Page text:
• Inside each ball
    • Banana slice
    • Nutella


  • Roll each ball in
    • Flour
    • Condensed milk caramel
    • Digestive biscuit crumbs


Then off to prove for an hour before baking.


Cooking times from the various recipes are all around the 35 minutes mark, although all the American recipes are at 350F, which seems very cool for bread, while Tandy Sinclair goes for 215C but also finishes it by taking it out of the pan and cooking some more. Given Americans are the experts on monkey bread, and Tandy’s looks drier than the sticky mess I’m aiming for, I’m going with 35 minutes at 160C fan, and then start checking the internal temperature. The only recipe to give me a temperature is SourSaltyBitterSweet, but 88C seems low for rye bread, so I’ll be looking for at least 90C before I declare it done.

Pfft: after 35 minutes it was only at 45C! So back in for another 15mins before checking again. And err it was still 45C :S Trying another section it was 70C… OK this is just going to take much longer than planned… In the end after much rotating and checking it took 1 hour 25 minutes!


This doesn’t have the sticky-gooey coating of traditional monkey bread. I was expecting the caramel to goo-up during cooking, but there we go!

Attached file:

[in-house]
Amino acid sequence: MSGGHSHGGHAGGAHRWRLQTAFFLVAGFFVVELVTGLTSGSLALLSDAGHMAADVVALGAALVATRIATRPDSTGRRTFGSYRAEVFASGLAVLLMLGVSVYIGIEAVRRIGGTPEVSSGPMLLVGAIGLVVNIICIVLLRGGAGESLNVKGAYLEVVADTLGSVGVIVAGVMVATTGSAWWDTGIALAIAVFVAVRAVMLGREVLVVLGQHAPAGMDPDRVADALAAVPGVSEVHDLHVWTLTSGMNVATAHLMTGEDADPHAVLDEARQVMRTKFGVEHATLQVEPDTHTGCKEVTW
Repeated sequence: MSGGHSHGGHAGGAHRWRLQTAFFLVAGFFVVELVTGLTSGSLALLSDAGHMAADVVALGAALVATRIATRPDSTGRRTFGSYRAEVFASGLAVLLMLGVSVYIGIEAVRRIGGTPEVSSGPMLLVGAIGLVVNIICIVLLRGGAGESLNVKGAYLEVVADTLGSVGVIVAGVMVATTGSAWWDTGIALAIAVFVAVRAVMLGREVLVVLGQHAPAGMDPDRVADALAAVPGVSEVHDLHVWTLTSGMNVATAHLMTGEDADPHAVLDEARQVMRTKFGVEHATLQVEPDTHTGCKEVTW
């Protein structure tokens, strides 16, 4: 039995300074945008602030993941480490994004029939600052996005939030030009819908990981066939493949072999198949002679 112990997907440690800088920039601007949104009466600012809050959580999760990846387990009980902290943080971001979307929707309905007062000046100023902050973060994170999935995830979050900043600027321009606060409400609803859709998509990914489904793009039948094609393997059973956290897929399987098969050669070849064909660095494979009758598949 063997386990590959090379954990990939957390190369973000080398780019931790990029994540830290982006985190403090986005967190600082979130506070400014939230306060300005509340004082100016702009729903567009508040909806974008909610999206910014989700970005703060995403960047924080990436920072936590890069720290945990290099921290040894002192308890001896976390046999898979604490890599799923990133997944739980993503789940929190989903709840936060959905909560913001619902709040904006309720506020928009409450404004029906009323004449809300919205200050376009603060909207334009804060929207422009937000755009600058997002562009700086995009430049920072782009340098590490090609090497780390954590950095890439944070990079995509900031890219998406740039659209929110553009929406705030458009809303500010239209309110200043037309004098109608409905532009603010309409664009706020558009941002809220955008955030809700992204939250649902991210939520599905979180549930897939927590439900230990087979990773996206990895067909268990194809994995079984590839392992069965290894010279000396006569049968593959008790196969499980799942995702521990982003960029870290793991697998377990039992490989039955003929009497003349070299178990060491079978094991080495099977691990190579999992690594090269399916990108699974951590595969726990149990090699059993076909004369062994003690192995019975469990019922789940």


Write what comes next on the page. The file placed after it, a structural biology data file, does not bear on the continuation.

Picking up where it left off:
This cools for 10 minutes before I turn it out.


Ahhh: it’s homogenised into the shape of the bundt ‘tin’! If we want to pull off individual balls I’m going to have to turn it back over.


Also the plan to put whipped cream in the middle isn’t going to work: there’s not enough space :( So we’ll just have to have a side-bowl of whipped cream for dipping.

SAMSUNG CAMERA PICTURESWell… unsurprisingly when you mix Nutella, Carnation Caramel, banana, digestives, bread & cream: it’s delicious! 

Now we’re going to have to spend the next month exercising the calories off :)

26 thoughts on “Rye Sourdough Banoffee Monkey Bread

    1. Nutella should always be in your life! In moderation of course… until they come up with a calorie-free version!


    1. i do enjoy the research and planning of my baking :) As soon as the Sourdough Surprise is announced I’m making lists and doing research!


    1. Yes the rye flavour was really nice… although it did mean we didn’t have nice white fluffy insides like other people did.


  1. That sounds soo good! I love banoffee pie (but then again, who doesn’t?) My monkey bread ended up in one piece instead of individual balls too, but I made a savory version so I guess it makes sense. Maybe you should use condensed milk straight from the can to keep it gooey? I suppose it would caramelize in the oven anyway. Though you never know :P


    1. Actually I cheated and used caramelized condensed milk straight from the can… I think the digestive biscuits/cookies absorbed a lot of the moisture.


    1. Thanks! I liked how you rolled up your dough rather than making balls. I wonder if I could get more Nutella in if I tried that with mine?